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Getting wise with financial literacy for kids

Some kids say their families are just not good with money, or unlucky, but ASB Get Wise programme manager Linda Hodgson says it’s all about making the right decisions.

Whilst reading, writing and arithmetic have always been key focuses in education, financial literacy has not. It’s just in the past five years that the Get Wise programme has set out to change the way kids think about money in an increasingly consumer-driven world.

“Really, the biggest difference is that money has become largely invisible. A lot of kids don’t get the experience of dealing with money. Swipe that card, that’s all it takes,” said Hodgson.

In fact, one child that Hodgson knows of believed that her mother actually earned money by grocery shopping – after all, her mother would go around the grocery store, put all the groceries in the shopping trolley, and at the end, get money out of the machine in the store.

The Get Wise programme reaches about 450 schools around New Zealand each year, with specialised workshops for years 1 – 8 that are delivered by trained facilitators. Then the schools are given resources so that teachers can continue to make financial literacy part off the curriculum throughout a chosen school term. It’s even beginning to change the way that teachers think, said Hodgson.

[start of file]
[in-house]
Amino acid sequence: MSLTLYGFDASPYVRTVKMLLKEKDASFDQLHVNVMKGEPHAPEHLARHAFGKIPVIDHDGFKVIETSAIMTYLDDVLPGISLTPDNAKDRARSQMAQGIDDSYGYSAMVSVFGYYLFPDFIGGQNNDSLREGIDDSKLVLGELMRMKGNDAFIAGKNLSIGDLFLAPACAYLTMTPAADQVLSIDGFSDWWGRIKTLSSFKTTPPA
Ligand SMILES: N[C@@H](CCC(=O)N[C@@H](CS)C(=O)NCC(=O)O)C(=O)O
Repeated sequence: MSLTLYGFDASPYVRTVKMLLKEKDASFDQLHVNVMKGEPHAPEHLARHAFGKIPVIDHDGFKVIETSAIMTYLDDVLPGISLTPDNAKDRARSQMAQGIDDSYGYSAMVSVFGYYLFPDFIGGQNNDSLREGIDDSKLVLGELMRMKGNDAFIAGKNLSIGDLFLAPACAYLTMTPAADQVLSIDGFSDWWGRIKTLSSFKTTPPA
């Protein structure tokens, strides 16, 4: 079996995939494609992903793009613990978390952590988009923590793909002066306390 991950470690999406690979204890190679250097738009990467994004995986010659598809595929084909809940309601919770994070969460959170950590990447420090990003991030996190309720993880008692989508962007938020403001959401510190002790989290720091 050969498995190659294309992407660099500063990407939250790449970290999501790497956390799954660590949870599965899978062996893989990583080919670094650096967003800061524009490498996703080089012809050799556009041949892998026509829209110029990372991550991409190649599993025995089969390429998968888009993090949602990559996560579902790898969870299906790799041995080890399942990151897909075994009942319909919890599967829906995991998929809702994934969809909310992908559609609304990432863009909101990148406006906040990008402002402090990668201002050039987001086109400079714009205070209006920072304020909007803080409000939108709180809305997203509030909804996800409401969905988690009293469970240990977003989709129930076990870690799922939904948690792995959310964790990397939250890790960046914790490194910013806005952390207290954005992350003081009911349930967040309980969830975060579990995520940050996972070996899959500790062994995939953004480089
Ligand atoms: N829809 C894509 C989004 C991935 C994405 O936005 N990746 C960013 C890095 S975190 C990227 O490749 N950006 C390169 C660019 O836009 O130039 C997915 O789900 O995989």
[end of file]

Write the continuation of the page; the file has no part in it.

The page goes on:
“My favourite story is a teacher going away and saying after class, “I really need to reconsider a pair of hot red boots I wanted to buy.””

The focus of Get Wise is around determining needs from wants in a “consume now, worry later,” world, in which even malls and stores are scientifically designed to entice shoppers to spend more, and advertising pervades all of our spaces. Identifying things such as shelter, food, water and warmth as needs, and toys and games as wants is essential, says Hodgson.

“We teach kids that they can speed to their needs, and wait for their wants, because by intermediate school age, they are starting to make decisions that really matter.”

Hodgson admits that it sounds a bit boring – especially with terms such as budget planning. But Get Wise aims to make it fun by turning what seems like chore into an inspirational goal, such as planning and saving for a family holiday.

With wants, Get Wise helps kids to identify ways to get their wants as well as their needs. If there is a gap between what they want and the money they have, how can they earn extra money? Are there perhaps some extra chores that they could pick up that would have some value for the family, and would help them to earn a few dollars extra that they can save toward their goal?

Different parents teach their kids about money in different ways, says Hodgson. Some parents are hugely passionate about showing their kids how to manage money, but in a lot of households – affluent and struggling – there is an attitude of “we don’t talk about money.” In past times, when pay packets would come home with Dad on a Friday night and it was split up into different envelopes for different bills and savings goals, it was at least visible. But today, kids are not as well schooled on managing money because they don’t see where it goes, and hence, don’t understand its value or how hard people work for it.

“One of the schools asked if we could hold a workshop for parents. It’s extraordinarily hard to get parents to come along though, because money is a very emotional topic for people,” said Hodgson. “People who have it don’t think they have problems with managing it, and people who don’t have it don’t believe they have anything to talk about.”

The New Zealand Council of Educations has independently evaluated the Get Wise programme, and has found that it is being successful in changing knowledge, attitudes and behaviour around money.

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